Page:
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Spack is a software package setup and build system. It can replace UPS, MRB (Multi-Repo Build) and Muse "package managers". Spack was developed for the supercomputer environment and is common use there today. The driving force that inspired spack is the need to install many packages while coordinating their dependencies.

The computing division will provide their software (art, ifdhc) within the spack framework. They have requested that we adopt spack as far as possible, so that the lab can converge to one package manager which will simplify maintenance and support. It will also prepare us to be more efficient in our use of supercomputers in the future. The lab has decided to end support for UPS and only provide software in the spack framework starting with he adoption of the AlmaLinux operating system, which will fully adopted by the hard deadline of 6/30/2024.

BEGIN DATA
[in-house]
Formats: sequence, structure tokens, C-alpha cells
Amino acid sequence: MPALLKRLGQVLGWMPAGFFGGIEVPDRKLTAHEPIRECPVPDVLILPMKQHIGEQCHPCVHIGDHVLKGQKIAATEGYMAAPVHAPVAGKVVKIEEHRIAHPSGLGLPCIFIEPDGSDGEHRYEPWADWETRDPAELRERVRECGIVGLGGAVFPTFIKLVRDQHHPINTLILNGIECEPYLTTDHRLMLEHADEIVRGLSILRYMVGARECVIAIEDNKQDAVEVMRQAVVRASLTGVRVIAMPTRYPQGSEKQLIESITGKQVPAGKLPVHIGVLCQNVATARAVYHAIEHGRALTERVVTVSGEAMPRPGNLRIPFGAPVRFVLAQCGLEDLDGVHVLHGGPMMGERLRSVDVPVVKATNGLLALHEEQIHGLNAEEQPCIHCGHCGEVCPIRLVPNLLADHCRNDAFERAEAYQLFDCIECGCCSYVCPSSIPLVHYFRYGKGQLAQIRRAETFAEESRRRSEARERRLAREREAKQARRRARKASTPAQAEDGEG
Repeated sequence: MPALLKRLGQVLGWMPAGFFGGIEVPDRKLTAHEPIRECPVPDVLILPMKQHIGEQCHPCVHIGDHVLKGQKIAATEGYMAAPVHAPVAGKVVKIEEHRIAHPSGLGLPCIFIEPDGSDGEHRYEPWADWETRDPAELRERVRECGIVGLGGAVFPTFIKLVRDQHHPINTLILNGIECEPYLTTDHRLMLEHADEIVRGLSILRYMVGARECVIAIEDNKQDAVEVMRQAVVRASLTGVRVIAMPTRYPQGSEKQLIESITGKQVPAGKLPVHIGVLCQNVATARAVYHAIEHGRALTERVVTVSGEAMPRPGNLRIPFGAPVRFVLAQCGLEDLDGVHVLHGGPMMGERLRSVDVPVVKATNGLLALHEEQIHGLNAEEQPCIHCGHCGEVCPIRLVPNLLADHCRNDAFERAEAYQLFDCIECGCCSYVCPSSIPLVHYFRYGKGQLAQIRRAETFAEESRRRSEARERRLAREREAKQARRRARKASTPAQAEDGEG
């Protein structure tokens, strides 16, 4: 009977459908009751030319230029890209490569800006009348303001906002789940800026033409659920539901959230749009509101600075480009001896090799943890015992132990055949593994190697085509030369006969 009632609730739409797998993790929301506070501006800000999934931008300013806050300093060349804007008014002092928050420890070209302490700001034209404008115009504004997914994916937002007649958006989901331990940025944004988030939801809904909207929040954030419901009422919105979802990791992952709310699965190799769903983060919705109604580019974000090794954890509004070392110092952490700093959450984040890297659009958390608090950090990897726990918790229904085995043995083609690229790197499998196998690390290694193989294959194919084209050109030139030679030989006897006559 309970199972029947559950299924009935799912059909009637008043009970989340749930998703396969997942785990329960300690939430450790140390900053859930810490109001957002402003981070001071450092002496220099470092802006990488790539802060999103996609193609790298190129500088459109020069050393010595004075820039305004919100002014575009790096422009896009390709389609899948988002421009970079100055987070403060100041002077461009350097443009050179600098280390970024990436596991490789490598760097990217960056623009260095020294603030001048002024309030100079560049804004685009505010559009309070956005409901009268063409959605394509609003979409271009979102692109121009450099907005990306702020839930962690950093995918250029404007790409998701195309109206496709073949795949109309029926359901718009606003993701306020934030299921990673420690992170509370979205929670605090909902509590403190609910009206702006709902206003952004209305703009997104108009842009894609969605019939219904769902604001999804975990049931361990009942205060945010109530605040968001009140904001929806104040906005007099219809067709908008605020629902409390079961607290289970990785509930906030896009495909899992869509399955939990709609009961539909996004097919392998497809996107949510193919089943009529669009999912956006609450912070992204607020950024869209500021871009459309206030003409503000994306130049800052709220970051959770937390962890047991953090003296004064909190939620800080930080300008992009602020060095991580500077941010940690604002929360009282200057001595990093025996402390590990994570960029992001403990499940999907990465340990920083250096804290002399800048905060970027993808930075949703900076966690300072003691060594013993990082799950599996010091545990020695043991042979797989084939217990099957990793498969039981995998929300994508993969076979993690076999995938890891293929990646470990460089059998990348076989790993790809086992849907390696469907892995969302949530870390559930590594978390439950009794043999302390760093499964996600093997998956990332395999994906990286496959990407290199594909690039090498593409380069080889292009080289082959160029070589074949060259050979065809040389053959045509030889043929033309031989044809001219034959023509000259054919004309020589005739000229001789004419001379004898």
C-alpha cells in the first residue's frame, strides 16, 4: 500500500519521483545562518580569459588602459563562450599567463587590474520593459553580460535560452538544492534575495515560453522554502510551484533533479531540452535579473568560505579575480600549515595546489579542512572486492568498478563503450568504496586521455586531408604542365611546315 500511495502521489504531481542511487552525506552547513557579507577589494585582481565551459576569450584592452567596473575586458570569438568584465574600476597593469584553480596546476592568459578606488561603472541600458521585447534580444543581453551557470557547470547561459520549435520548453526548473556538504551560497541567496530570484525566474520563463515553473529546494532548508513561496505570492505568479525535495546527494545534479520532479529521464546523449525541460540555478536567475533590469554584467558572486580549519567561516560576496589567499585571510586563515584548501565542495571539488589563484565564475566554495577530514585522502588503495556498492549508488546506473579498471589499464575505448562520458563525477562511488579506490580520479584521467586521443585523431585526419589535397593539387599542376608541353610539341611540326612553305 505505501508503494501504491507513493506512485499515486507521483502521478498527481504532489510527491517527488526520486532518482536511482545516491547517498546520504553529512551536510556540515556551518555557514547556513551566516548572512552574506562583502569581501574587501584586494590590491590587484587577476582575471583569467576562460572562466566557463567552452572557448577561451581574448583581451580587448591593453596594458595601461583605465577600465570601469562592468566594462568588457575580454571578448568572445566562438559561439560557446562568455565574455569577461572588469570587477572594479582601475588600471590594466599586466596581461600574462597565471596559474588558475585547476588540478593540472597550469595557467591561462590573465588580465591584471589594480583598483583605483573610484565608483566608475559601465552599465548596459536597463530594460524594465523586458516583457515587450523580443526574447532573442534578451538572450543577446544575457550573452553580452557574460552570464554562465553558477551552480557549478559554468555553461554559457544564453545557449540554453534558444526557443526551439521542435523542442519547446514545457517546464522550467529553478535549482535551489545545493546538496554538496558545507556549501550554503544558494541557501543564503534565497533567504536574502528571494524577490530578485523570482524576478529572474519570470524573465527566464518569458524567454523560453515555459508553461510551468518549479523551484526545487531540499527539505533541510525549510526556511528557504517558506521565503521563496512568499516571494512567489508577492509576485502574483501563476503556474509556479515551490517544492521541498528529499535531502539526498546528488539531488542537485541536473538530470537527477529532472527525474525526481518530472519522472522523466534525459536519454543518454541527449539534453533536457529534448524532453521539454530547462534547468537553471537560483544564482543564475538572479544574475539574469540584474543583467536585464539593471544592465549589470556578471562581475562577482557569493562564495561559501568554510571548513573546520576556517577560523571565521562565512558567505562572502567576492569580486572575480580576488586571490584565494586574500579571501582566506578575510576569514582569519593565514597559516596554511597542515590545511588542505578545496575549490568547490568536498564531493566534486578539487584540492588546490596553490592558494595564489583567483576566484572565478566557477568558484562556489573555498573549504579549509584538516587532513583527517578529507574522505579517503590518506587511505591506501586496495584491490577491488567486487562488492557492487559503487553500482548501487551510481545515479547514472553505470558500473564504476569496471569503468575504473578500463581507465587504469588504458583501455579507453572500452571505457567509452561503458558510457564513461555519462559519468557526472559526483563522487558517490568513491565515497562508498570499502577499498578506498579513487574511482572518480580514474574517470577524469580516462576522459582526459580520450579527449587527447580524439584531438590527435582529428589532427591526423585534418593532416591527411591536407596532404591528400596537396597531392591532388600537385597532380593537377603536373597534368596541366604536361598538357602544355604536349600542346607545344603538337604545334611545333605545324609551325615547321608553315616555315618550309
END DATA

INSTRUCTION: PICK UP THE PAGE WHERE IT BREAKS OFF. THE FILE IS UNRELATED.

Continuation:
spack is designed to manage your code from github repo, to build, to installation in the final location. However, for a few reasons, we are adopting spack in two phases. For historical reasons, they are phase 2 and 3. In phase 2, we build our Offline repos locally, driven by the muse scripts, and link to the art suite libraries which are delivered in spack format. This has the primary advantage that all muse commands and functionality stay the same.

Phase 3, which is full spack adoption, we expect will come in two forms. The first is "bare spack" for experts who are comfortable working with spack directly, and a "wrapped' version with Muse-like script which will hide most details for beginners and casual code users. A basic build in bare spack is being used in the online setting.

Phase 2 Usage

The initial setup, which works for sl7 (with UPS) and al9 (with spack) is

source /cvmfs/

Since we can't use UPS, we can't "setup mu2e". After this, muse will be in your path and will work normally. You can "muse setup" and "muse build" as usual. You can also make tarballs, and submit to the grid, or access musings, like "muse setup SimJob".

To access the data-handling tools, both SAM and the new (metacat) tools, you can

muse setup ops

which can be run with or without setting up a Muse Offline build.

We are preparing

muse setup ana

to provide access to a python analysis tool suite, like pyana.

Minimal Commands

listing packages

spack find -lv <packagename>

or with the dependencies (things it depends on)

spack find -lvd <packagename>

just print the version

spack find --format "{version}" root